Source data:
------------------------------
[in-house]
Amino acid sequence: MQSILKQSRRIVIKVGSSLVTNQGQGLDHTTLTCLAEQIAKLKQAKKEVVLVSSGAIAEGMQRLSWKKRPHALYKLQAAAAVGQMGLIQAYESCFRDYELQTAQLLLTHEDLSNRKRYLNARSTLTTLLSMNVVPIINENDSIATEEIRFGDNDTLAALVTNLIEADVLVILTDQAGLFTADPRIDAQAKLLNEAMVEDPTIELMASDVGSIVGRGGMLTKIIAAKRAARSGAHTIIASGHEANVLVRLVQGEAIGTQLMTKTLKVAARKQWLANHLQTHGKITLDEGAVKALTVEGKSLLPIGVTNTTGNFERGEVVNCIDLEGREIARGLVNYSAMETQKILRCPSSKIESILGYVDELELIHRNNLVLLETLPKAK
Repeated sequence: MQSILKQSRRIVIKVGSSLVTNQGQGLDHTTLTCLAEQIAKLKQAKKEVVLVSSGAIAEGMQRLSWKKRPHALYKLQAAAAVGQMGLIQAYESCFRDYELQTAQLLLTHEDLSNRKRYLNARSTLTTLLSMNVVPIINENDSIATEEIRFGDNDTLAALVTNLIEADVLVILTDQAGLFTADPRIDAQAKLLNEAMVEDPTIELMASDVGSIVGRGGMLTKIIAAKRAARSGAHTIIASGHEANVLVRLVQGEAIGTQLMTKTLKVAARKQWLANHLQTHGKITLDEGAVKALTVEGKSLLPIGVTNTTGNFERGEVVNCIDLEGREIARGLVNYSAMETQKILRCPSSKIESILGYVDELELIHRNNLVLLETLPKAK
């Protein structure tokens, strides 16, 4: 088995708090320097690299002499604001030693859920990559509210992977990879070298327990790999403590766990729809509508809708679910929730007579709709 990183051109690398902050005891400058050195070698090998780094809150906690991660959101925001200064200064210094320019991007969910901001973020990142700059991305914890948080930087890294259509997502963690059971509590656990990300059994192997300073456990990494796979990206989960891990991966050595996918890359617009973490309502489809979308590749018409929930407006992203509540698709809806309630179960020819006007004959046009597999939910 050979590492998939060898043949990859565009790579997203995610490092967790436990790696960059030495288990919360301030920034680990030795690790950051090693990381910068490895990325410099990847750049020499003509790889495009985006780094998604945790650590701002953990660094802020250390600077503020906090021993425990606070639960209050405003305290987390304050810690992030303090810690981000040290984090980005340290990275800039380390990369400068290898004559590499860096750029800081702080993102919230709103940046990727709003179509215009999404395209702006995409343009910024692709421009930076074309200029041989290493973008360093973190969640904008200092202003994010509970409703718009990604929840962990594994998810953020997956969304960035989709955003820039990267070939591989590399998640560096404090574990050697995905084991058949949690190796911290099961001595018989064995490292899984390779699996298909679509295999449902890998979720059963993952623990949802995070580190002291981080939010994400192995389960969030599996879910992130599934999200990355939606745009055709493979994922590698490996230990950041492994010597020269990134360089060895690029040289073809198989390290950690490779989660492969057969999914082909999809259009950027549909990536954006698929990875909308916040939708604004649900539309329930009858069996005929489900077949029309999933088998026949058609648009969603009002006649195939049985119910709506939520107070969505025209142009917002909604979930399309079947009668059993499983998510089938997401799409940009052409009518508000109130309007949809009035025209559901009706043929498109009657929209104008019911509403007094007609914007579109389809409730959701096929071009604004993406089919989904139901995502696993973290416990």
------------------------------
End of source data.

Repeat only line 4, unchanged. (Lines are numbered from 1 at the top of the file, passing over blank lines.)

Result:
């Protein structure tokens, strides 16, 4: 088995708090320097690299002499604001030693859920990559509210992977990879070298327990790999403590766990729809509508809708679910929730007579709709 990183051109690398902050005891400058050195070698090998780094809150906690991660959101925001200064200064210094320019991007969910901001973020990142700059991305914890948080930087890294259509997502963690059971509590656990990300059994192997300073456990990494796979990206989960891990991966050595996918890359617009973490309502489809979308590749018409929930407006992203509540698709809806309630179960020819006007004959046009597999939910 050979590492998939060898043949990859565009790579997203995610490092967790436990790696960059030495288990919360301030920034680990030795690790950051090693990381910068490895990325410099990847750049020499003509790889495009985006780094998604945790650590701002953990660094802020250390600077503020906090021993425990606070639960209050405003305290987390304050810690992030303090810690981000040290984090980005340290990275800039380390990369400068290898004559590499860096750029800081702080993102919230709103940046990727709003179509215009999404395209702006995409343009910024692709421009930076074309200029041989290493973008360093973190969640904008200092202003994010509970409703718009990604929840962990594994998810953020997956969304960035989709955003820039990267070939591989590399998640560096404090574990050697995905084991058949949690190796911290099961001595018989064995490292899984390779699996298909679509295999449902890998979720059963993952623990949802995070580190002291981080939010994400192995389960969030599996879910992130599934999200990355939606745009055709493979994922590698490996230990950041492994010597020269990134360089060895690029040289073809198989390290950690490779989660492969057969999914082909999809259009950027549909990536954006698929990875909308916040939708604004649900539309329930009858069996005929489900077949029309999933088998026949058609648009969603009002006649195939049985119910709506939520107070969505025209142009917002909604979930399309079947009668059993499983998510089938997401799409940009052409009518508000109130309007949809009035025209559901009706043929498109009657929209104008019911509403007094007609914007579109389809409730959701096929071009604004993406089919989904139901995502696993973290416990």